I couldn't help it. It just came so easily to me...writing words onto that large lined paper...that dotted blue line hovering in the middle, guiding me...easing me into writing more...



Mary @ Giving Up On Perfect said...

Colleen, this may explain why - more than bonding over our working mom status - we have connected. I have similar experience and memories, thanks to going to school in a small town that didn't have a gifted program yet. I've always been glad (based on my friends vs. the girls in the class ahead of me) that my parents decided not to move me ahead a grade - but the being singled out and getting the "special" treatment? For the birds. Or the nerds. Maybe both.

WeaselMomma said...

can't wait for part two.......

Kim H. said...


Anxiously waiting for Part Deux.

Melisa with one S said...

I had nearly the same type of experience; I went from my kindergarten room to the second grade classroom for reading, though I did actually feel very welcome there. My school also had a reading enrichment teacher for a small group of us who were working ahead of our grade levels; we ended up being the "drama department" and put on a few plays in elementary school. :)

Can't wait to read the rest, ya little tease, you!

WackyMummy said...

Really looking forward to the Rest Of The Story. =)
You ARE a good writer and I love reading what you've got. Take care.

Roger said...

I always hated that while growing up, to the point where I cowed down to what they wanted me to do, and become average. If there was one thing I could change it would be to go back and kick my butt into shape and tell myself that it doesn't matter what other people think, including the teachers (unfortunately), because by God I had a gift, and I squandered it away.

I have never felt any regrets in my life, then I read this and, wow! Now I'm pissed off at myself and my teachers back then that held me back. Yet, I am also motivated into getting my groove back.

It's amazing the emotions I just felt by reading, and re-reading your 738 words (yes I counted). You do indeed rock!

Thank you.

Kara said...

Colleen, my story is so similar to yours it's almost scary...right down to being sent to a small parochial school in 1st grade that wasn't equipped to handle a kid who could actually READ! I, too, was set off by myself to go through the readers at my own pace...I made it into 4th grade readers by the end of the year & was bored. out. of. my. mind. I'd already read the Little House series and was working on Chronicles of Narnia at home. The next year I went to a public school with a G/T program & enjoyed it. I'm not as talented a writer as you, although I've always enjoyed writing. Love your blog!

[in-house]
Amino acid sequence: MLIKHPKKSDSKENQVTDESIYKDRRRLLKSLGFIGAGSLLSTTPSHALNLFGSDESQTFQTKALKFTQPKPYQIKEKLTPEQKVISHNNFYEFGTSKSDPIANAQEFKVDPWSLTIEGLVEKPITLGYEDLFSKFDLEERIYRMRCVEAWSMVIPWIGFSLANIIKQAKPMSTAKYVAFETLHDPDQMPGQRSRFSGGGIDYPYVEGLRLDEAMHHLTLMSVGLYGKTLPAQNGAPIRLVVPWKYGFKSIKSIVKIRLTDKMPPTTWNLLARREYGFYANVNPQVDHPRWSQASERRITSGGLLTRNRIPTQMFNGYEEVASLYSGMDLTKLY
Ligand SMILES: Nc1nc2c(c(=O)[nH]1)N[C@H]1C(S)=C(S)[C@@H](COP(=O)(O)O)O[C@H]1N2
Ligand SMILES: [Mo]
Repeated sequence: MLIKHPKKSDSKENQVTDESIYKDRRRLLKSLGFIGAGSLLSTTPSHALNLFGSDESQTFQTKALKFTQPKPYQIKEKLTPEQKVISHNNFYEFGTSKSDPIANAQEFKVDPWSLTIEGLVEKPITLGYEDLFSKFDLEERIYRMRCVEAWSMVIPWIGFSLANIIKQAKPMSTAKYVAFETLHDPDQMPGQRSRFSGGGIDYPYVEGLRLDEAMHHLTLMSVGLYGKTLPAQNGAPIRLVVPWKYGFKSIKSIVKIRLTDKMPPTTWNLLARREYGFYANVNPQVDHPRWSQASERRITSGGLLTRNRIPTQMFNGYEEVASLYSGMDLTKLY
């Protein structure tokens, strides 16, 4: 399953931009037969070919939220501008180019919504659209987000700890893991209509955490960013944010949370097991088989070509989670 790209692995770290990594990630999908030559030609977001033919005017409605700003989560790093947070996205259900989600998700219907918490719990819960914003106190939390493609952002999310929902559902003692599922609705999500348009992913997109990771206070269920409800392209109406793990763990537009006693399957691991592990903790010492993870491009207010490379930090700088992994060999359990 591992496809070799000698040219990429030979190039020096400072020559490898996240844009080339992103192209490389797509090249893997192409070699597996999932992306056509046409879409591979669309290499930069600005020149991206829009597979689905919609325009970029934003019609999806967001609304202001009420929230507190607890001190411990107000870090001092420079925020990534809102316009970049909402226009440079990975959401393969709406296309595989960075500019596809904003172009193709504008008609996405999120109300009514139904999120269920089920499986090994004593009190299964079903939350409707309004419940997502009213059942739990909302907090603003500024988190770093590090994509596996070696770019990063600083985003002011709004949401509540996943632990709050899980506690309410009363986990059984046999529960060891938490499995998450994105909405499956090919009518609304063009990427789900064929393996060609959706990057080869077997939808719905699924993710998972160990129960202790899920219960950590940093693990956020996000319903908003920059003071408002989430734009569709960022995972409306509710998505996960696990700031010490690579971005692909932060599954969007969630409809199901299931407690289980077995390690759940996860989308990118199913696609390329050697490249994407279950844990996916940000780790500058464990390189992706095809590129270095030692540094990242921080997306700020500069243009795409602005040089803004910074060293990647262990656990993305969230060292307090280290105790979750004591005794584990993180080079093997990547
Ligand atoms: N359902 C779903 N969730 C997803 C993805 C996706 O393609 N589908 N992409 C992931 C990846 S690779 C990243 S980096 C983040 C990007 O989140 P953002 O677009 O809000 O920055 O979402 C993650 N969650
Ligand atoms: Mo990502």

Wineplz said...

I got picked up by a special reading teacher each day since I was so far ahead of my peers in 1st-5th grade. While I loved the time I spent with that teacher (and I'm dying a little inside because I realize I cannot remember his name), and all the extra time to be in the library, I didn't like everyone watching me leave each day during Reading. Made me feel uncomfortable, too, and there were often comments that I was leaving to get more help because I couldn't read, as opposed to the other way around. I never did challenge them on it since I was so shy and already embarrassed by the attention. I guess I was lucky that at least my teachers were nice about the whole situation--it's too bad that yours weren't at the time. :(
Sometimes it stinks being a smarty-pants.

Mrs4444 said...

I am the opposite of that teacher, thank God. I wish I had had you :)

Teresa @ Grammy Girlfriend said...

Looking forward to reading the rest....Great blog..

Just had a few hours to blog hop tonight and enjoyed reading yours. I am doing a series of posts on holiday decorating, so hope you will stop by. I love making new blog friends.